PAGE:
In April, Federer said he was “devastated” when Wimbledon was cancelled for the first time since World War II. Last year he fell agonisingly short at the All England Club, failing to convert two championship points on his own serve against Djokovic.

The Wimbledon grass probably remains his best chance of adding to his Grand Slam collection — he has not won the US Open since 2008 and his only title at Roland Garros came in 2009.

Even though Federer has slipped from the very pinnacle of the game, he is still a major threat to Nadal and Djokovic.

'Golden' ambitions

Last year, the world number four had a 53-10 win-loss record and he reached the semi-finals at the Australian Open in January in his only tournament this year.

Federer, who is still six ATP titles short of Jimmy Connors' all-time record of 109, has one glaring omission from his CV — the Olympic title.

The Swiss won doubles gold in Beijing in 2008 with compatriot Stan Wawrinka but lost in the singles final to Andy Murray in London four years later.

The postponed Tokyo Games will almost certainly be Federer's last opportunity to complete a career “golden” Grand Slam — he will turn 40 on the day of the closing ceremony next year.

Tennis will feel the loss of the elegant Federer keenly when he walks off the court for the last time.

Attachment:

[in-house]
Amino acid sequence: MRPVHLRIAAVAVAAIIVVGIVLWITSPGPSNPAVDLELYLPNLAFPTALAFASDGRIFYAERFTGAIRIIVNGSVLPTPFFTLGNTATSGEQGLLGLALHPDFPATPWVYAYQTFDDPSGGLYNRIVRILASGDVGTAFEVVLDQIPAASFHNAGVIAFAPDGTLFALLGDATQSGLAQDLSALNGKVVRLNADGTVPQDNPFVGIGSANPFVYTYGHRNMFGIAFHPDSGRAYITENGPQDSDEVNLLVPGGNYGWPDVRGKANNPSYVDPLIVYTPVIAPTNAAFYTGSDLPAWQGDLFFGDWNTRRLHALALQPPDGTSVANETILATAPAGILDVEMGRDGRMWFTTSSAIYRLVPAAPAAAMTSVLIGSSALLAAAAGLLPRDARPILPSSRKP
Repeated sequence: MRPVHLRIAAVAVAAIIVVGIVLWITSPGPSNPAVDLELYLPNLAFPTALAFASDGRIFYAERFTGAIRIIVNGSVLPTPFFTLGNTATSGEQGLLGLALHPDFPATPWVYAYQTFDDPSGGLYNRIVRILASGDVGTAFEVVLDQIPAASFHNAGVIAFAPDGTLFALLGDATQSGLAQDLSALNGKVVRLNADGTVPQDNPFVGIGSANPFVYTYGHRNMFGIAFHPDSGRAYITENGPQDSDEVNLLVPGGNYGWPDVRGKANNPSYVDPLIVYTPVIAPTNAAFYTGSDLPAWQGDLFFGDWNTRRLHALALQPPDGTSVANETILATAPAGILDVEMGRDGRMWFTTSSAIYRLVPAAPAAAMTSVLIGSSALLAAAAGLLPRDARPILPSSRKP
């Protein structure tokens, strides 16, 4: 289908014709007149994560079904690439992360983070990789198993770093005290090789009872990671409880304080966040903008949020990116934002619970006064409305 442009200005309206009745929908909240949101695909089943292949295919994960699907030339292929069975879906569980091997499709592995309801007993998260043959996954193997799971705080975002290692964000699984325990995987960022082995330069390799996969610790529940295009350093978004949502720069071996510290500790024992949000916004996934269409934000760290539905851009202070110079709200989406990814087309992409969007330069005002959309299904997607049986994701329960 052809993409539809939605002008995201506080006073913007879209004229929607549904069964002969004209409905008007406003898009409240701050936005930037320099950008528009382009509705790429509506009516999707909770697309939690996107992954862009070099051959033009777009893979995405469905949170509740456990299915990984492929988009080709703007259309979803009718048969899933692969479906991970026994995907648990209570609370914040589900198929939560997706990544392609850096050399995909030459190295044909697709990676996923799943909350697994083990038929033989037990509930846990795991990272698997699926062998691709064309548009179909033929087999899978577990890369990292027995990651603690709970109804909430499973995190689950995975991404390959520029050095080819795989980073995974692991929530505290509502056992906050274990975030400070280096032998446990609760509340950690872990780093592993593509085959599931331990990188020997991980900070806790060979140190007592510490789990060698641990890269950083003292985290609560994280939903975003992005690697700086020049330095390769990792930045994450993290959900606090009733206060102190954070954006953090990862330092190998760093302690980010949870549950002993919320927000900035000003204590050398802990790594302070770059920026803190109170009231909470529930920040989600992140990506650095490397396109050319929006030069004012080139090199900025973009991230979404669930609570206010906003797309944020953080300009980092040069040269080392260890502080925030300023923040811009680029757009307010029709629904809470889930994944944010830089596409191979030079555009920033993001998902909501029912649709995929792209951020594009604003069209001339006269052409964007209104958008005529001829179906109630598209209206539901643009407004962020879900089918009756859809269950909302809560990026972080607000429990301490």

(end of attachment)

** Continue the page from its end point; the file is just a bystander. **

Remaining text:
Djokovic and Nadal have been the dominant forces in recent years but the Swiss remains the biggest draw and last month topped Forbes' list of the world's highest-earning athletes.

His last appearance on court was in front of nearly 52,000 fans — touted by organisers as a world record for tennis — at a charity match against Nadal in Cape Town in February.

Federer is nearly always the crowd favourite wherever he plays and has proved a perfect ambassador for the sport since he won his first Grand Slam title in 2003.

He certainly expects to be back and competitive next year.

“I will be missing my fans and the tour dearly but I will look forward to seeing everyone back on tour at the start of the 2021 season,” he tweeted.

The avalanche of support from his adoring fans showed they would miss him too, but they will have to get used to a time when he is gone for good.